Food and beverage M&A update - Second quarter, 2016

Major US indexes

The second quarter of 2016 (Q2-2016) showed mixed performance for the broader US equity market, as the S&P and DJIA closed up 1.9 percent and 1.4 percent, respectively; while the NASDAQ closed down 0.6 percent for the quarter. The second quarter market results reflected significant volatility with market sentiment being driven by both political and economic uncertainties related to the US political cycle and softening macro growths expectations. This volatility is most likely attributable to Great Britain’s decision to leave the European Union, popularly known as “Brexit.”

Food and beverage relative performance

As of June 30, 2016, the “private label” segment, the “branded packaged goods” segment, and the “beverage” segment of the food and beverage (F&B) industry exhibited stock gains on a trailing twelve month basis, exceeding the returns that were realized by the S&P 500 Index for the observed period by 11.8 percent, 14.5 percent, and 9.7 percent respectively. The “natural, organic, and healthy living” segment underperformed the market by 18.7 percent during the period, being driven by the collective decline by all but one of the segment’s constituents. Despite this decline, we note that this segment nearly reached an all-time high in February 2015. The segment has since undergone a period of normalization, resulting in the substantial decline presented in the chart below.

Table 1 – F&B relative market performance

Indices are market capitalization weighted.


M&A activity

There were forty-three reported M&A transactions that closed during Q2-2016. Activity decreased from fifty-one transactions that closed during Q1-2016. The Q2-2016 reported transactions were down 4.4 percent from forty-five reported deals for the same period in 2015.

The aggregate deal value of the M&A transactions with reported values was $1.5 billion during Q2-2016. This marks a decrease from the total deal value of $21.3 billion in Q1-2016. Despite the significant decline in aggregate transaction value, it should be noted that a majority of the previous quarter’s aggregate value was driven by the $14.3 billion acquisition of Keurig Green Mountain by Acorn Holdings. Additionally, we would note that quarters with peak values were driven by large individual transaction that took place during each respective period.

Table 3 – Quarterly US F&B M&A activity for transactions closed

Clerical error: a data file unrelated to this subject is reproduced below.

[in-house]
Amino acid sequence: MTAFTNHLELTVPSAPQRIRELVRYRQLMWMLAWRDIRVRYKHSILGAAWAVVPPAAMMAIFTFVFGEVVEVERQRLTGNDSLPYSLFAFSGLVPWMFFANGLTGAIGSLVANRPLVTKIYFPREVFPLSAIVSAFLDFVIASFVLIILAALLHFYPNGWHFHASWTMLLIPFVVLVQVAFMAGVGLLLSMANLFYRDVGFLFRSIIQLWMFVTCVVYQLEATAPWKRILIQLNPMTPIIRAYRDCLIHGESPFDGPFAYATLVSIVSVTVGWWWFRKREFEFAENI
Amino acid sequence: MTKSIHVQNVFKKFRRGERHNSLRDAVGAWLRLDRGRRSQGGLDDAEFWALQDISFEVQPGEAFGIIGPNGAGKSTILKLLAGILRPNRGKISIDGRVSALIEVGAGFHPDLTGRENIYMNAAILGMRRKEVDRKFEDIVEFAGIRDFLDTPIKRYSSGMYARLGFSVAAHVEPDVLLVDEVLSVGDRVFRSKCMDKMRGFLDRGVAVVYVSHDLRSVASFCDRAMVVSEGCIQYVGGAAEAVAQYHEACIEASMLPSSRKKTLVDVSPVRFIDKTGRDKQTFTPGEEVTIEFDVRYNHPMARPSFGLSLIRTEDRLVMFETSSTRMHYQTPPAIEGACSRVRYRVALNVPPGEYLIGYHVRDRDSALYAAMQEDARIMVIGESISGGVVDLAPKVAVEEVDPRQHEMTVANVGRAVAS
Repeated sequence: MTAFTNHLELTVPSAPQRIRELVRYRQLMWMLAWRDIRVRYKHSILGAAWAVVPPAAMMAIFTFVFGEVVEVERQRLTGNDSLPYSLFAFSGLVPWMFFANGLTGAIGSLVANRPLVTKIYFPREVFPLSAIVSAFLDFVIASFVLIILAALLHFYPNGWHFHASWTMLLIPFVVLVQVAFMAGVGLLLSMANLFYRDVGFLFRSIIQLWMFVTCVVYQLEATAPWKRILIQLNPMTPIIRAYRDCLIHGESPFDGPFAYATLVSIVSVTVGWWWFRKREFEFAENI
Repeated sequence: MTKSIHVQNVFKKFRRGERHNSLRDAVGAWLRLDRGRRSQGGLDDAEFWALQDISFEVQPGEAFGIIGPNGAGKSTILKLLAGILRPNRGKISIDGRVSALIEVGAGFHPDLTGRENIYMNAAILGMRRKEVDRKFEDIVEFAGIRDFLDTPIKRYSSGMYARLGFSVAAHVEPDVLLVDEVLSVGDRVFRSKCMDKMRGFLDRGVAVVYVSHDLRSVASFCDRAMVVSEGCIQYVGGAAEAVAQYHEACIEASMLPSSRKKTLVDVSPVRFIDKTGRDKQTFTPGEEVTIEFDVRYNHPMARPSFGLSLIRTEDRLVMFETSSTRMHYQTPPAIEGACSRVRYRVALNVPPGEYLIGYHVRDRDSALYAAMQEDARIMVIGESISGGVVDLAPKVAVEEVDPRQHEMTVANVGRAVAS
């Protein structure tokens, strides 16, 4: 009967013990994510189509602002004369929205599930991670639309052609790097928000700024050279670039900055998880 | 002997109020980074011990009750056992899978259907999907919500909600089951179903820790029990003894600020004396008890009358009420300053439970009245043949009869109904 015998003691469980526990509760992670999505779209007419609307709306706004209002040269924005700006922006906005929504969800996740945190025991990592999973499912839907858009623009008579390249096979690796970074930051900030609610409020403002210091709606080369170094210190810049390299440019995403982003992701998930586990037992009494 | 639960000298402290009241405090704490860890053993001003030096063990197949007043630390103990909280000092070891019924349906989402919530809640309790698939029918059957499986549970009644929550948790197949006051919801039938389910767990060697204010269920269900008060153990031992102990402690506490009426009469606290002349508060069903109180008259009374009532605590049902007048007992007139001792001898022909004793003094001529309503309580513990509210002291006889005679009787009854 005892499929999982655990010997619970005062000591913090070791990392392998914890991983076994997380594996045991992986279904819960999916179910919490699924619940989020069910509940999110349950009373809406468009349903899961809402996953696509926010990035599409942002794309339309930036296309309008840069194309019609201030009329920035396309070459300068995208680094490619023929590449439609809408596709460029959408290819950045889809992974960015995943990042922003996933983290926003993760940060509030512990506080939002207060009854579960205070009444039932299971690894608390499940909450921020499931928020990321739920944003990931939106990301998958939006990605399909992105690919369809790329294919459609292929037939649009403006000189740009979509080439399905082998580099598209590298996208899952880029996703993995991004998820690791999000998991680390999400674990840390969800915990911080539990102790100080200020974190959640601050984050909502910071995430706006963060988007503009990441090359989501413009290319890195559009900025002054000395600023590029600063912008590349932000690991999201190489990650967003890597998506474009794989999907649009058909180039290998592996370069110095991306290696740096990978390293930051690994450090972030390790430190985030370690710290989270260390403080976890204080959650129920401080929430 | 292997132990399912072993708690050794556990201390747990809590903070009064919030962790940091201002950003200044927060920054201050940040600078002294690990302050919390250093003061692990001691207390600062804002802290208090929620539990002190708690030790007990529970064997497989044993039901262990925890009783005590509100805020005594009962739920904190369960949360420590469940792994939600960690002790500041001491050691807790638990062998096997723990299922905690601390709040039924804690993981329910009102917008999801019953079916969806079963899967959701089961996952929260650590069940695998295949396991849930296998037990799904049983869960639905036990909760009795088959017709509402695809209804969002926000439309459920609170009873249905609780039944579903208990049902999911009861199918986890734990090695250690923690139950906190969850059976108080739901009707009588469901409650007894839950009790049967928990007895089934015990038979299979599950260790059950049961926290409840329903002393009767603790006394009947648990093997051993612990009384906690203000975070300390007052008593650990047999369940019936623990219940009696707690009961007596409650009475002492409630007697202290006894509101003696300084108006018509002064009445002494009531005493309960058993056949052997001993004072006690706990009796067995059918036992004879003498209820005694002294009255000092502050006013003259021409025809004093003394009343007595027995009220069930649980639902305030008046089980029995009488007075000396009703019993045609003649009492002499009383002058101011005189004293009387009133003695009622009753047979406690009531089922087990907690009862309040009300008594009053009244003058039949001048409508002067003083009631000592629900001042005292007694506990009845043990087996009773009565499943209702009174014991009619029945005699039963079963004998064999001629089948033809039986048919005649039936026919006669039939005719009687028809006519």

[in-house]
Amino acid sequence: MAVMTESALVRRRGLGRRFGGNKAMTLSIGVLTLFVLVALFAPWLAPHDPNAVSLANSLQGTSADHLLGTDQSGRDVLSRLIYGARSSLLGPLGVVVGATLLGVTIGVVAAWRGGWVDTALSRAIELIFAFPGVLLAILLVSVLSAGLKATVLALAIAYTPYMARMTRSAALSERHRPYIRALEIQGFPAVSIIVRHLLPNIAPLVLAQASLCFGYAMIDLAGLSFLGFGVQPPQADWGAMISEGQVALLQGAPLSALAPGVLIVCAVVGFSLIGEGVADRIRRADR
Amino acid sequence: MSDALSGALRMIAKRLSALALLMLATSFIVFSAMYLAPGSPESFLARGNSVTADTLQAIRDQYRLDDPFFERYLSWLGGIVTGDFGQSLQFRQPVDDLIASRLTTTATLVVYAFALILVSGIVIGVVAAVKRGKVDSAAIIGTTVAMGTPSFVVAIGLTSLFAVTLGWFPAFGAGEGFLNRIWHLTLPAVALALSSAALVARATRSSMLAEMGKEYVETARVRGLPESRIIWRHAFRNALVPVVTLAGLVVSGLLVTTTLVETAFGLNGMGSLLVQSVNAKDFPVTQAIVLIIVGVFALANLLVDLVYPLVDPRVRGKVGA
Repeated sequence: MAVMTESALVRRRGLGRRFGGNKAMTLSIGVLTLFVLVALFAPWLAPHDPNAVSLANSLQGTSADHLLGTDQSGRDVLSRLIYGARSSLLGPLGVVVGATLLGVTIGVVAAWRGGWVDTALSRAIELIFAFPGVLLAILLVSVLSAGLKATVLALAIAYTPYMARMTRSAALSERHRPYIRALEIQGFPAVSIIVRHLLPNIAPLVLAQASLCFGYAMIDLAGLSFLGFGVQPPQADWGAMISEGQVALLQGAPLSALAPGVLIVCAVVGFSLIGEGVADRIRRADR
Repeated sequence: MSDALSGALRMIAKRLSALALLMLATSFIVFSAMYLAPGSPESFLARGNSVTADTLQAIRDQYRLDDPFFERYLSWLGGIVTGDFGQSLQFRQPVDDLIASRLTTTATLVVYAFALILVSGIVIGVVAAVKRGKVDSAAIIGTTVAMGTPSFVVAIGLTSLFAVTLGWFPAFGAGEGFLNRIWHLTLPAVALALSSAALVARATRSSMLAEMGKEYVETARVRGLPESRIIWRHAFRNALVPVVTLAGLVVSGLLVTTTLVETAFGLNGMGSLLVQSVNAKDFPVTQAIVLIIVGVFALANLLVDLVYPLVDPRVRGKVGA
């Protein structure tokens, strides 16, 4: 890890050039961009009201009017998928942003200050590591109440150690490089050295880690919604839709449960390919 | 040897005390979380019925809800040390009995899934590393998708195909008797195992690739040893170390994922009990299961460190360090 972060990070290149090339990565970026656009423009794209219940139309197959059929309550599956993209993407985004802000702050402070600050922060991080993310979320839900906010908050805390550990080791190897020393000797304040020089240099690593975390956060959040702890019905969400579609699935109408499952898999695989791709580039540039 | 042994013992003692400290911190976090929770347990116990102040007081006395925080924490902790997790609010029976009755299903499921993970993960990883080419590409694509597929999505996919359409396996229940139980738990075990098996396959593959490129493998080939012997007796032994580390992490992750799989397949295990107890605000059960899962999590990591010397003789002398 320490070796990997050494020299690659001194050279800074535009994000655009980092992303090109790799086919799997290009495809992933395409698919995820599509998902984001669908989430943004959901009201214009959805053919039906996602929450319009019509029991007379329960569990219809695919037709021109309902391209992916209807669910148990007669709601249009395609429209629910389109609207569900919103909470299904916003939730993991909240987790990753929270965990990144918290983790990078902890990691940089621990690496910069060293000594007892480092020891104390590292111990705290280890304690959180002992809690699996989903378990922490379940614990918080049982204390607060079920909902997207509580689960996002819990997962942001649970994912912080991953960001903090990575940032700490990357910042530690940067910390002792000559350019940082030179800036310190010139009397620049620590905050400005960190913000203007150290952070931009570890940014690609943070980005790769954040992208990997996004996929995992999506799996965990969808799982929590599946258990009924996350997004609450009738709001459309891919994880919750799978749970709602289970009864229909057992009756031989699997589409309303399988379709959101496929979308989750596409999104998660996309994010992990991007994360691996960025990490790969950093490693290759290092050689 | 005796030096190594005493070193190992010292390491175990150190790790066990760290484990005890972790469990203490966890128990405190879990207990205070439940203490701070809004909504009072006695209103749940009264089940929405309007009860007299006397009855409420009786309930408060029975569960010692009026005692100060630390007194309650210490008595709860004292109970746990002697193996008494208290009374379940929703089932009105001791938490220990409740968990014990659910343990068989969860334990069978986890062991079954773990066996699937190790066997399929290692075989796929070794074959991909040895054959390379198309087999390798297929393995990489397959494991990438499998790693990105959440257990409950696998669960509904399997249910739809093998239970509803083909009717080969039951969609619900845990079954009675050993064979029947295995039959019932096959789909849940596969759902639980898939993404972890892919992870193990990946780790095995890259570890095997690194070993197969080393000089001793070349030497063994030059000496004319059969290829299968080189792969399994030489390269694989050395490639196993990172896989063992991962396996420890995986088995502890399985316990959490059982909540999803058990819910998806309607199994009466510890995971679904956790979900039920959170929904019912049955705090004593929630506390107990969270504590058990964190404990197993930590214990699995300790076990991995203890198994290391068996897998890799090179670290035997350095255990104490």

Source: S&P Capital IQ and Baker Tilly Capital research, June 2016


As detailed in Table 4 and Table 5 there were only two Q2-2016 transactions with reported deal revenue multiples, and none with reported total enterprise value to EBITDA multiples. The reported revenue multiples were slightly below the historical median multiple of 1.5x revenue.

Table 4 – Quarterly US F&B M&A TEV / revenue multiples

Source: S&P Capital IQ and Baker Tilly Capital research, June 2016

Table 5 – Quarterly US F&B M&A TEV / EBITDA multiples

Source: S&P Capital IQ and Baker Tilly Capital research, June 2016


Commodity prices

Commodity pricing fluctuations depend on supply and demand. Supply factors include subsidies, trade barriers, and weather, while demand is impacted by population growth, economic expansion, improved living standards, speculators, and the strength/weakness of the US dollar. As shown in Table 6, both the Food and Beverage Commodity Indices have exhibited a steady downward trend in prices of each respective basket of goods, beginning in approximately Q2-2014 and continuing until Q1-2016 when all three Indices showed signs of a slight trend reversal. The slight reversal has continued into the second quarter of 2016, perhaps due to the fact that these commodities are perceived to have lower risk than other investments. Table 7 provides the monthly price volatility of the underlying data that was used in indices in Table 6, demonstrating that each respective commodity index is impacted by a measured degree of volatility.

Table 6 – F&B indices value trend

Source: International Monetary Fund
Commodity Food Price Index includes cereal, vegetable oils, meat, seafood, bananas, and orange prices
Commodity Beverage Price Index includes coffee, tea, and cocoa prices
Commodity Fuel (Energy) Price Index includes crude oil, natural gas, and coal price  

Table 7 – F&B commodity indices price volatility

Source: International Monetary Fund
Commodity Food Price Index includes cereal, vegetable oils, meat, seafood, bananas, and orange prices
Commodity Beverage Price Index includes coffee, tea, and cocoa prices
Commodity Fuel (Energy) Price Index includes crude oil, natural gas, and coal price  

 

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